.......Next, consider the matter of the overshoes. Mitty says he does not need them; his wife insists that he does and orders him to buy a pair. A sentence in paragraph seven--"He kicked at the slush on the sidewalk"--suggests that he does in fact need overshoes. 
.......Consider also the following incidents that attest to his ineptitude: (1) he pulls into the Exit Only lane at the parking lot; (2) when attempting to remove snow chains from his car tires, he ends up getting them wound around the axle and has to call a garage man to undo his bungling. Remembering that the garage man grinned at the time, Mitty tells himself, "The next time . . . I'll wear my right arm in a sling; they won't grin at me then. I'll have my right arm in a sling and they'll see I couldn't possibly take the chains off myself." 
.......Mitty also tends to be forgetful, as the following passage points out: "When he came out into the street again, with the overshoes in a box under his arm, Walter Mitty began to wonder what the other thing was his wife had told him to get. She had told him, twice before they set out from their house for Waterbury. In a way he hated these weekly trips to town--he was always getting something wrong." When he finally remembers the needed item, he speaks it out loud on the street: "puppy biscuit." A passing pedestrian laughs at him. 

Mitty and Violence

.......One could make a case that Mitty harbors repressed violence. After all, four of his five daydreams center on guns and death. But even the “peaceful” daydream in the hospital operating room implies the spilling of blood. Is Mitty a nut case who will one day end up toting a gun to a public place and venting his wrath on innocent victims? It is extremely doubtful that Thurber intended Mitty as anything other than an amusing daydreamer. Nevertheless, if one lifts the lid on Mitty's subconscious, he or she might discover there a dark and brooding soul. 


.......There is no climax in the story unless one interprets the final daydream as a turning point in Mitty's life. For example, having himself executed by a firing squad could suggest that he has decided to end his excessive daydreaming and attempt to resolve the problems that cause his daydreams. Among his morally acceptable options are (1) to see a psychiatrist, (2) to take action on his own (such as becoming more assertive), and (3) separating from his wife. Among his morally unacceptable options are murdering his wife or killing himself. 
.......However, given the tone of the story and the meekness of Mitty, it is likely that he takes no remedial action of any kind but simply continues to daydream and tolerate his wife's nitpicking.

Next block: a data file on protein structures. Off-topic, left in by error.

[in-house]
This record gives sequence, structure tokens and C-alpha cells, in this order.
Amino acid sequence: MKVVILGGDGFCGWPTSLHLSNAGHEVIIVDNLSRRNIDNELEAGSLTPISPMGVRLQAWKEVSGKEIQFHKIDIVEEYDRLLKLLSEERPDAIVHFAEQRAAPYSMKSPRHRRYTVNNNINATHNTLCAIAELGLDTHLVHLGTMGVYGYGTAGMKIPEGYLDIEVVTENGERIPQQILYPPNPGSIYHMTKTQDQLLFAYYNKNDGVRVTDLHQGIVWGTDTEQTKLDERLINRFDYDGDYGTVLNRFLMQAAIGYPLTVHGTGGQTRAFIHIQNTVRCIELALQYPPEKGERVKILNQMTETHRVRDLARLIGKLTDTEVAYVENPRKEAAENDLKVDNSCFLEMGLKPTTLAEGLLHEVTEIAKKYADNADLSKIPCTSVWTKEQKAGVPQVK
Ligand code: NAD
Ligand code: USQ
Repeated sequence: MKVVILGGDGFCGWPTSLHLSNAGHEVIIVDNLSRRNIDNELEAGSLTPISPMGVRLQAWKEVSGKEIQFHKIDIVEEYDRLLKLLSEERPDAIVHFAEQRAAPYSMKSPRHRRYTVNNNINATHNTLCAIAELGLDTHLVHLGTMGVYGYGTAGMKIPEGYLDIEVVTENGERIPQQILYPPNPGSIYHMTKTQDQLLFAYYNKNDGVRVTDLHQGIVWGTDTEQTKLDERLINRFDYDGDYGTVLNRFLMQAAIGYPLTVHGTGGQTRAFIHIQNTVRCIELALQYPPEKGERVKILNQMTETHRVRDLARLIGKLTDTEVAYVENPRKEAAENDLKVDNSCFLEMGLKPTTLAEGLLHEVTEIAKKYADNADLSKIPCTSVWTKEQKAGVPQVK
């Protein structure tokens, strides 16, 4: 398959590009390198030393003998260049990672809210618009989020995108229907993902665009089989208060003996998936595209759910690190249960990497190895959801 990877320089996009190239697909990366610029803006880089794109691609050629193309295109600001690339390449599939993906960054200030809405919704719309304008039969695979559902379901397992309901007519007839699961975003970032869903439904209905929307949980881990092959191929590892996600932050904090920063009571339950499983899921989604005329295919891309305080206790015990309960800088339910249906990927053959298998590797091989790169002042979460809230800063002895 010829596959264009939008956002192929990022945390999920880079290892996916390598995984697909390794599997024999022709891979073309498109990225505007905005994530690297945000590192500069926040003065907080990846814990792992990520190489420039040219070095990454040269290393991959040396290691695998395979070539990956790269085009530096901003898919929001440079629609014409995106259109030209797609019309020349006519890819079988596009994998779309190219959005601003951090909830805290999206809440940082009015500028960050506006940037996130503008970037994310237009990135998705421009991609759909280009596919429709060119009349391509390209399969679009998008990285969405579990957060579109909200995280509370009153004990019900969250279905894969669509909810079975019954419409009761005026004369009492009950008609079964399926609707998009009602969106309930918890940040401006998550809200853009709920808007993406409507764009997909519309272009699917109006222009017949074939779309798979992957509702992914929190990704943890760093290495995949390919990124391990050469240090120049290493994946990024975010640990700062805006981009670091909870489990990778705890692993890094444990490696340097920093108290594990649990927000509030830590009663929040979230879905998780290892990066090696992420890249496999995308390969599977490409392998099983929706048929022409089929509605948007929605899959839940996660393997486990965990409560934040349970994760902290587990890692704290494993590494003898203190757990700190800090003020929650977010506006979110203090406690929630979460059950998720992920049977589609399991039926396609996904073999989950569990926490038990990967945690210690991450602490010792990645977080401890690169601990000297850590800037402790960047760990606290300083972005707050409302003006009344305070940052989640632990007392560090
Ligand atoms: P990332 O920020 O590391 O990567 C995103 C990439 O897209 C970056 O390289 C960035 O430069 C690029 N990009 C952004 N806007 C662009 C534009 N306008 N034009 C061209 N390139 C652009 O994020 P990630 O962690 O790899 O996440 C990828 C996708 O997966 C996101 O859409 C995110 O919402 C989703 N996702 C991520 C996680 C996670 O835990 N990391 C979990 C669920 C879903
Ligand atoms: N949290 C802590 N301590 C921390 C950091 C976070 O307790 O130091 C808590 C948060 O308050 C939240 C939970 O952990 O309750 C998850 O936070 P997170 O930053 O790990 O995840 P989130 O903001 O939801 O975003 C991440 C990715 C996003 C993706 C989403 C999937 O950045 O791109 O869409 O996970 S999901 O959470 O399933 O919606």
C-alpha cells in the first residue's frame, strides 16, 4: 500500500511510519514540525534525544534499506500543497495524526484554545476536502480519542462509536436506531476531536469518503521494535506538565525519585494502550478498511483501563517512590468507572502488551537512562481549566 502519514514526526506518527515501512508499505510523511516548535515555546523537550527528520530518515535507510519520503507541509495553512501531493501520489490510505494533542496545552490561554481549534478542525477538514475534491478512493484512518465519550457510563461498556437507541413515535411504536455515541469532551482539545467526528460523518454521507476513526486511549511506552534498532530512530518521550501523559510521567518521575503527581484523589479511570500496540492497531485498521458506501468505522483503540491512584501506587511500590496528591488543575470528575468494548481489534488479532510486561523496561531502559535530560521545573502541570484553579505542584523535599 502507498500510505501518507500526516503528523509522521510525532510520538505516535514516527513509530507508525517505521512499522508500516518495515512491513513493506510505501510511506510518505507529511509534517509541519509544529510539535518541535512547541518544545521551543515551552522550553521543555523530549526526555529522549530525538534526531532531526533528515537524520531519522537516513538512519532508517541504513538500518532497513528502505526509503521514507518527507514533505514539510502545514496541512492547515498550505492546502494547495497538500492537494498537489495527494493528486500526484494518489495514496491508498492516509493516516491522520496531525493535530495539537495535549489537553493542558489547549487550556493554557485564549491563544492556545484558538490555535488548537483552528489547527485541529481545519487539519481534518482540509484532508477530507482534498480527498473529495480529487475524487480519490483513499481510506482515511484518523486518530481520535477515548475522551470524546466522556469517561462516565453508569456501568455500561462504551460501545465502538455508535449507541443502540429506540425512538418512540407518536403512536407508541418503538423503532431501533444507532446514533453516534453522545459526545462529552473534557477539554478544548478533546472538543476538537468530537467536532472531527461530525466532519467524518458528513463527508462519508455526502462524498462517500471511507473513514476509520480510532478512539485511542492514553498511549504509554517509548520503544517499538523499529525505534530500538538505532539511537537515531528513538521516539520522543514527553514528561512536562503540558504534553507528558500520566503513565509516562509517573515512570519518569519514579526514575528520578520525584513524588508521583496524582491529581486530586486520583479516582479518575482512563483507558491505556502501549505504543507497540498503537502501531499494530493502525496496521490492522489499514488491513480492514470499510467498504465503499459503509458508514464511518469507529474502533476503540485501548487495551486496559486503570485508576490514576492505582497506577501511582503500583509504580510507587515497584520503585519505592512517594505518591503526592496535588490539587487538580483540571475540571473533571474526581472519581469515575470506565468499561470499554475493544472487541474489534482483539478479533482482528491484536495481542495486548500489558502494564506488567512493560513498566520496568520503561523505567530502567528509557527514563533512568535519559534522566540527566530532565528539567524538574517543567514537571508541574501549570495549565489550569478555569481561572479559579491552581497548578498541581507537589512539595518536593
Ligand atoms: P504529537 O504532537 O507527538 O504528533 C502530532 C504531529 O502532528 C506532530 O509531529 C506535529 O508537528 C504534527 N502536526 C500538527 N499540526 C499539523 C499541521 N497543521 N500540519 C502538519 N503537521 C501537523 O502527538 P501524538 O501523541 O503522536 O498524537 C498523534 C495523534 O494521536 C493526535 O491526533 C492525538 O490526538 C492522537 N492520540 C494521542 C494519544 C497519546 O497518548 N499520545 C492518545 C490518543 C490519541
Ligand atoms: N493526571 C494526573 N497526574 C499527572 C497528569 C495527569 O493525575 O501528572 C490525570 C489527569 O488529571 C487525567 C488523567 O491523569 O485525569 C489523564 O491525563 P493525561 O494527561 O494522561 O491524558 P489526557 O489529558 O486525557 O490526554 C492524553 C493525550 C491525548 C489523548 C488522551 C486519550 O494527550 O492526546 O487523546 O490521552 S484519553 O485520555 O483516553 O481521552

The car, the overshoes,the gloves, and the tire chains: These all symbolize Mrs. Mitty's control over bumbling Walter. She orders him to buy overshoes, wear gloves, and slow down from 55 to 40. In addition, she requires him to take his car to a garage to have the snow chains on his tires removed. 
Policeman, parking attendant, garage man: They symbolize the control that the world exerts over Walter.
Images of war and guns: They symbolize the strong masculinity that Mitty lacks.

Allusions, Names, Special Terms, and Malapropisms

Archies: Anti-aircraft weapons.
Auprès de Ma Blonde: French folk song composed in the 1600s. The title may be translated as "Near My Fair-Haired Lady" or "Next to My Dear One." The French word blonde may also connote mistress. It is said that French soldiers sometimes sang the song when going into battle.
Coals to Newcastle: These words are often used as part of the phrase like carrying coals to Newcastle. Newcastle upon Tyne is a British city famous for the production and export of coal. To say that performing a certain task is like carrying coals to Newcastle is to say that one is executing a needless task.
Coreopsis: See Oddball Neologisms and Malapropisms.
Hydroplane: Seaplane; plane that can take off and land on water.
Liberty: Weekly feature magazine published between 1924 and 1950.
Obstreosis of the ductal tract: See Oddball Neologisms and Malapropisms.
Von Richtman's Circus: Von Richtman is an allusion to Manfred von Richtofen (1892-1918), an ace World War I German pilot known as the Red Baron. Circus is an allusion to the Flying Circus, a unit of elite pilots commanded by Richtofen.
Webley-Vickers 50.80: Made-up name for a gun. Webley and Vickers were separate British companies that manufactured weapons. Webley made service revolvers; Vickers made machine guns. (Vickers also constructed ships and aircraft).

Study Questions and Essay Topics

1....Is Mitty's daydreaming normal? Or is it a symptom of a deep-seated problem?
2....Write a short psychological profile of Mitty.
3....Make a list of your most frequent daydreams. What do they tell you about yourself?
4....Add several paragraphs to Thurber's story that tell what happens when he and his wife drive home. Imitate Thurber's style.
5....What do you believe is the main source of inspiration for Mitty's daydreams? Movies? Novels? Newspapers? Magazines?